U.S. home construction rose a solid 1.9% in September after having fallen in the previous month, as home building continues as one of the bright spots of the economy.

The increase last month pushed home construction to a seasonally adjusted annual rate of 1.42 million homes and apartments after a 6.7% drop in August, the Commerce Department reported Tuesday.

Applications for building permits, a good barometer of future activity, rose an even stronger 5.2% to 1.55 million units.

After a plunge in the spring due to pandemic-related lockdowns, housing has staged a solid rebound as demand for homes with more space has grown and mortgage-rates have stayed at ultra-low levels.

 Most states’ unemployment rates dropped in September, but some parts of the country are still grappling with a severe jobless crisis that kicked off in March, according to Bureau of Labor Statistics figures released Tuesday that could indicate a slowing recovery nationwide.

Hawaii had the country’s highest unemployment rate at 15.1%, more than seven points higher than the national average, and the state’s jobless rate increased by 2.1% last month, partly due to coronavirus-related losses in Hawaii’s critical tourism industry.

Tourism-heavy Nevada had the second-highest rate at 12.6%, followed by California (11%), Rhode Island (10.5%), Illinois (10.2%), and New York (9.7%).

Most states saw a dip in their unemployment rate last month: New Jersey’s rate plummeted by 4.4%, and New York’s fell by 2.8%, though those two drops were partly due to workers leaving the labor force altogether rather than employment numbers improving.

Unemployment rates increased by more than one percentage point last month in four states: Hawaii, Idaho, Texas, and Alabama

The national jobless rate stood at 7.9% in September, a half-point decrease since August, which is the smallest drop in unemployment since the Covid-19 crisis began.

When the coronavirus forced Americans into their homes and caused businesses to shut their doors en masse this spring, the nation suffered from its largest — and fastest — a surge in unemployment since the Great Depression. However, this economic calamity did not impact all states equally. States like New Jersey and New York charted some of the nation’s worst Covid-19 case counts, and state-mandated business closures were strict and long-lasting as a result. Meanwhile, states like Hawaii and Nevada have suffered from an unprecedented slowdown in tourism as Americans remain wary of traveling. Many states saw their fortunes improve over the summer when employers began reopening, but the nation’s recovery is now beginning to stall as the prospect of a new federal stimulus deal fades.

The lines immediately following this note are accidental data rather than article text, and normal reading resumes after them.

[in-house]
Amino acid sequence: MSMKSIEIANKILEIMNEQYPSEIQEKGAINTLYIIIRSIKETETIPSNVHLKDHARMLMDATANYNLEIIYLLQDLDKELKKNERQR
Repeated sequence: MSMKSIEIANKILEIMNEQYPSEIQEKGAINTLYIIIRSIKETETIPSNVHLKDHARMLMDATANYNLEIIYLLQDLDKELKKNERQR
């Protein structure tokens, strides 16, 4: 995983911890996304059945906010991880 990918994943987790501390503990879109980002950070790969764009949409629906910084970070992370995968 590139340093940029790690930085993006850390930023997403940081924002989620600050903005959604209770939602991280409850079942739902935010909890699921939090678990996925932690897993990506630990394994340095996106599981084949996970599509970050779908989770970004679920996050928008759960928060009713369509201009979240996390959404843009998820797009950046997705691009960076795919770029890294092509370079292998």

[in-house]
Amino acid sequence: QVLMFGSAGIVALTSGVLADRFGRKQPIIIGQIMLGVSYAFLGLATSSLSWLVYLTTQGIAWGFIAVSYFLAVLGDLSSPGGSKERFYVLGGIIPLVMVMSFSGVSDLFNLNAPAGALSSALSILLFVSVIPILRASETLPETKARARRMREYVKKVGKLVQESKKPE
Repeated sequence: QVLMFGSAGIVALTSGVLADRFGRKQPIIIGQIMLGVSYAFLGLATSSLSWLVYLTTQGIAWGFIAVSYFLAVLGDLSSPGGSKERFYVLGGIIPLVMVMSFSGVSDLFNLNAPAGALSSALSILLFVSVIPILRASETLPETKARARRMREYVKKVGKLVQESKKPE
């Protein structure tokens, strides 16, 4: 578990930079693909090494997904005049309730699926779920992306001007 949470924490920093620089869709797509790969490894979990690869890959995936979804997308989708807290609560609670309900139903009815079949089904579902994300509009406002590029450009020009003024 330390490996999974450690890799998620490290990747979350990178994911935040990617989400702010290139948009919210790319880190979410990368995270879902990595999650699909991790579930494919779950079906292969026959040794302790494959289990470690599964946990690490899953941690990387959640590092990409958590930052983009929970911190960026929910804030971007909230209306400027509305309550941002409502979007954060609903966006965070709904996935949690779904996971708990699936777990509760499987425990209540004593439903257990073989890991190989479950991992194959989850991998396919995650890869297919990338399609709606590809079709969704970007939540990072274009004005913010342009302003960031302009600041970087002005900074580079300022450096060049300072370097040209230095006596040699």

Unemployment rates remained below 5% in five states: Nebraska, North and South Dakota, Vermont, and Missouri. Vermont was one of the only places in the country that never faced a large-scale coronavirus crisis, but the other four states are all currently dealing with brutal Covid-19 upticks that could disrupt their economic situation.

Tuesday’s report was the last major release of unemployment rate data before next month’s election. It’s an important data point for both President Donald Trump, whose reelection message is centered on a promise of economic growth and Democratic challenger Joe Biden, who is arguing for more emergency stimulus and aid to jobless people.

12.6 million. That’s the total number of unemployed Americans in September. That figure has dropped consistently since April, but the recovery is gradually slowing.

Essential employees who have continued to go to work have put their lives at risk during the coronavirus pandemic. To thank its frontline workers for their hard work, Target is giving out another bonus. The superstore announced on Monday it will give frontline team members a $200 bonus heading into the holidays.

"With 2020's many twists and turns, it's quickly shaping up to be a holiday season like no other," Target said in a press release. "But one thing hasn't changed: Our Target team members are pulling out all the stops to make every guest's shopping experience safe, easy, and full of joy."

More than 350,000 frontline team members will get the extra $200 after receiving other $200 bonuses earlier this year for their efforts during the pandemic. 

In June, the company announced it was investing nearly $1 billion more on its team than it did in 2019, introducing free virtual healthcare visits for all and extending benefits established for the pandemic. At the time, Target said it was giving a "one-time recognition bonus of $200 to its frontline store and distribution center hourly workers."

The company also permanently raised its starting wage for U.S. team members to $15 per hour, beginning in July. 

Now, all eligible hourly team members in stores, distribution centers, and guest and team member contact centers will receive a bonus, including seasonal hires, according to the press release. This is the fourth time this year Target has given bonuses to frontline workers or leaders.